REFLECTION Walk #25, Yr 2 April 2, 2016: A dozen FMWalkers began at the Center for Spiritual Living on Clinton near Fruit. They noticed beautiful roses, many varieties of colorful flowers, lawn mowers, classic cars, graffiti, neatness and grittiness among the homes, views from the overpass, cats, large dogs behind fences, barred doors, yard sales, alleys, kids on bikes, locked alleys, a cockatiel in a cage on a front lawn, and an open Homan school gate for Saturday Sports. They noted pink flamingos, people working in their yards, front yard farms and gardens, farming in rows in a back yard, lots of little statues, old style clothes hanging on a line, a koi pond, two goats, dangling bells/chimes, a church and a night club in same strip mall, religious displays, a construction site for a future Vallarta grocery store. Walkers saw the old Fresno Inn covered in artwork/urban art, and across the side of a large building next to the train tracks was a sizable mural featuring agricultural land with hot air balloons . See Photo Album for Walk #25 Yr 2 for all the photos.
Walkers heard the sounds of a rooster, birds, barking dogs, cars with loud engines and mufflers, lawn mowers, blowers, children laughing and playing, country music in a garage, car music, highway traffic–the hum of the freeway cars passing underneath.
Walkers smelled bread baking, a fire place, fresh lawns, jasmine, roses, lilacs, overpass oil engine gas exhaust fumes, marijuana from a man smoking a pipe, and welding sparks.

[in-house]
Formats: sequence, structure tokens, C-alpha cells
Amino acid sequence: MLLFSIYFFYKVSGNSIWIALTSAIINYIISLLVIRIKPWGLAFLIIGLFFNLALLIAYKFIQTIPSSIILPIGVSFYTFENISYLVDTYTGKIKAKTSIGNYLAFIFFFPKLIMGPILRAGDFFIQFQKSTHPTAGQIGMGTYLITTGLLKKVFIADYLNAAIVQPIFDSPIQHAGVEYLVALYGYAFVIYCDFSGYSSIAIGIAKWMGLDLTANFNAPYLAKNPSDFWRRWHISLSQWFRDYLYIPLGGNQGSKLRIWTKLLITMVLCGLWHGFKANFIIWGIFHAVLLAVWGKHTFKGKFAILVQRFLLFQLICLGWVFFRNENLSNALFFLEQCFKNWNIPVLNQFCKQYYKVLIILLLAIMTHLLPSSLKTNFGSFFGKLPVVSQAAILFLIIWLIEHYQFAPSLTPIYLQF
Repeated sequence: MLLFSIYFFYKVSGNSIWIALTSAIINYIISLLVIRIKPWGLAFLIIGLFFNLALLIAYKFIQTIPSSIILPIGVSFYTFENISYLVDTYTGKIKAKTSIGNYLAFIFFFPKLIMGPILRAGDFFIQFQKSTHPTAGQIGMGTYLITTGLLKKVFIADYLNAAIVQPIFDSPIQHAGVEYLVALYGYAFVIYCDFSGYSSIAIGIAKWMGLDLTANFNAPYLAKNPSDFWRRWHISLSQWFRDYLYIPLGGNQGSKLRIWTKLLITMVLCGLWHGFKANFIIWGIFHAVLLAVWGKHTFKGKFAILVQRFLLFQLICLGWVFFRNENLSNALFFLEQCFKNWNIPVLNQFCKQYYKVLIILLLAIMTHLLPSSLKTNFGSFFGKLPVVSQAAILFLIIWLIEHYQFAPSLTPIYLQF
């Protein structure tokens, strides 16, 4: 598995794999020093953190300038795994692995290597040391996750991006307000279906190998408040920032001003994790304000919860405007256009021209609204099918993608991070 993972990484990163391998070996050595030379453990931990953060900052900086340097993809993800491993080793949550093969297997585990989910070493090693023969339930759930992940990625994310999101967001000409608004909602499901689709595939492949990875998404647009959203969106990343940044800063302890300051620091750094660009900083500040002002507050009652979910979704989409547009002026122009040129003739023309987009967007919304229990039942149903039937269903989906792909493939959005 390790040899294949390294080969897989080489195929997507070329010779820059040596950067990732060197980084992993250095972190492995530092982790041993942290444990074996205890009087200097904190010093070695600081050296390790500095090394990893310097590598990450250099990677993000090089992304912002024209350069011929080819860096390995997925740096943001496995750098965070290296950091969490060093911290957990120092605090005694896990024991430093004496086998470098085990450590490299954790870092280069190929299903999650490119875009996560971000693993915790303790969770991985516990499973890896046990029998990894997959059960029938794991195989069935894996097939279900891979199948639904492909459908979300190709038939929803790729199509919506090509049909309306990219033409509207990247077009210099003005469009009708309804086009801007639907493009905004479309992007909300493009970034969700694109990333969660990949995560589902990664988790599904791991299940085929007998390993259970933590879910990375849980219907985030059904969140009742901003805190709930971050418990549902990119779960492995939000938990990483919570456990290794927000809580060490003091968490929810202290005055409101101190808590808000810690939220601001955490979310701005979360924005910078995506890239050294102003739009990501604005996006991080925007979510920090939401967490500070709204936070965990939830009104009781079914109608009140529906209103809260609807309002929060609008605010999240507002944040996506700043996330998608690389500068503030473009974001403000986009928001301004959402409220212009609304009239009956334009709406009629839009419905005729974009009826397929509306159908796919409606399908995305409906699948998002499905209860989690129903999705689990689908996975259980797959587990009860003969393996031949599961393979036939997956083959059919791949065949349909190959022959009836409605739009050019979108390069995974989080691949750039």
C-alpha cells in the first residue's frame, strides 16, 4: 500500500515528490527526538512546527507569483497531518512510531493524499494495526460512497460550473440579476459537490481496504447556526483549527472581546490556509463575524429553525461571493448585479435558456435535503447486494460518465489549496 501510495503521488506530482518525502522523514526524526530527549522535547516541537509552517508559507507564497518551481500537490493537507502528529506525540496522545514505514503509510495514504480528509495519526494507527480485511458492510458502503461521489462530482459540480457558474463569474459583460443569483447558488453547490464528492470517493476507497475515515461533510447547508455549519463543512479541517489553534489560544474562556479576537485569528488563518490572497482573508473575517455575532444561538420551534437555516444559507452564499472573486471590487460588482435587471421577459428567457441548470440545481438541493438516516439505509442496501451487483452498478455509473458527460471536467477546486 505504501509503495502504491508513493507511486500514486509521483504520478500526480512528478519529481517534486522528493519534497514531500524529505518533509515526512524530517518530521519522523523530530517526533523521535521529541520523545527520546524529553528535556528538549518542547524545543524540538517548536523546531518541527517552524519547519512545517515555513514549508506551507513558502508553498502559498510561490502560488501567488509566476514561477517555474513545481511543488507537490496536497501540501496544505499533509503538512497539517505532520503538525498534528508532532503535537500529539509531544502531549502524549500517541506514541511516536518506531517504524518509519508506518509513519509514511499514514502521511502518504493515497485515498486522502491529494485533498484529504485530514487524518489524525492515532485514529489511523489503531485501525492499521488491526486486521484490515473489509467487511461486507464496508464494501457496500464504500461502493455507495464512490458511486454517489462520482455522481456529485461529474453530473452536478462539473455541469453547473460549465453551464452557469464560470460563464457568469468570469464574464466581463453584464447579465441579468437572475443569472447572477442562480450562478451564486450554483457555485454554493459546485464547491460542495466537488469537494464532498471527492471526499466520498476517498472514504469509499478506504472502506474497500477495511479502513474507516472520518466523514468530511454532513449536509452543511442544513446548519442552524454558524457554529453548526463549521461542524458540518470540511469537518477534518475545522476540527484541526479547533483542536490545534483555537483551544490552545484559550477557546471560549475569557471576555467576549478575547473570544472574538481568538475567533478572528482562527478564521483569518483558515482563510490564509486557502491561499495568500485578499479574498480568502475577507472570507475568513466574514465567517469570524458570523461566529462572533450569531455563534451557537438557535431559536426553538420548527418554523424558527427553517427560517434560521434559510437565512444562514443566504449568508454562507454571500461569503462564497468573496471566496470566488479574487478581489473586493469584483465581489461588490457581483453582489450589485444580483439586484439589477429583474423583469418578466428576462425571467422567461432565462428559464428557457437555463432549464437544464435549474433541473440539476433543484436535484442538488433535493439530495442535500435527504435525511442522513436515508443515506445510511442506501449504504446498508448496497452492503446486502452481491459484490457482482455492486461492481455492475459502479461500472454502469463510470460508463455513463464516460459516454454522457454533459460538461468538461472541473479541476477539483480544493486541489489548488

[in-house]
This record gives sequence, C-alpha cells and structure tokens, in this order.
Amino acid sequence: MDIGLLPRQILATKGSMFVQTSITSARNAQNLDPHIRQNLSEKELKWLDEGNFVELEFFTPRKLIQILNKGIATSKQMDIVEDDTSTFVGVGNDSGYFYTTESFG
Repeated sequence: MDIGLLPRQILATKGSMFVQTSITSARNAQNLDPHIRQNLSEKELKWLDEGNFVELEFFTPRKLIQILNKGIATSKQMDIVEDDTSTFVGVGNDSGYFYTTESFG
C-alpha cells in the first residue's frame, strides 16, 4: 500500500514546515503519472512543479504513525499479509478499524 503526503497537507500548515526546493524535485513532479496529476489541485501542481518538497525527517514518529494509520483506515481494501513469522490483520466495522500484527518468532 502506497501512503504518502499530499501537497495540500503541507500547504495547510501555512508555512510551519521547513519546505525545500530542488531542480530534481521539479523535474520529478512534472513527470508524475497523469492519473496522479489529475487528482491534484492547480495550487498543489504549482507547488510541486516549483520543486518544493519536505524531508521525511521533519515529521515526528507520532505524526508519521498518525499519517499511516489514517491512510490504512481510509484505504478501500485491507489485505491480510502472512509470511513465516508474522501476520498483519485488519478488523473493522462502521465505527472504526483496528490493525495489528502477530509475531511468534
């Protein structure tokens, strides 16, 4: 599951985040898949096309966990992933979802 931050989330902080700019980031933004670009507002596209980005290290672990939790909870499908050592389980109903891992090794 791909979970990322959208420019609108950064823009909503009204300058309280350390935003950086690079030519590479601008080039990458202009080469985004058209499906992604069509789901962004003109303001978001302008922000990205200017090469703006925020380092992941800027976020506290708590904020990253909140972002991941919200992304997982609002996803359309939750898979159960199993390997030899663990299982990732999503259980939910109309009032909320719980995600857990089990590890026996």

Some Walkers had never walked across Highway 99 and seen it from the top. Many had never seen The Hacienda–now a facility for women recovering from addictions. Walkers saw many women with their children playing at Grace’s Place at The Hacienda. In its golden years, The Hacienda was a resort for celebrities like Elvis Presley and Frank Sinatra. One road inside the facility was named Sinatra Drive. One Walker told the story about Maya Angelou trying to stay at The Hacienda with her son but they weren’t welcomed –an unfortunate sign of the times.
Walkers remarked that most homeowners took pride in their properties, as evidenced by well-kept yards, wind chimes, small figurines and statues in yards, window decorations, and stained glass art. Gated alleys did seem less cared for than the open alleys, and there were places that were hidden and full of trash – where obviously people disposed of things.
Walkers used these words to capture the essence of the walk: peaceful, relaxing, edgy, rugged, diverse, charming, pleasant, hopeful, and pretty.
These are our brothers and sisters in Fresno, and all of our lives and our futures are tied together.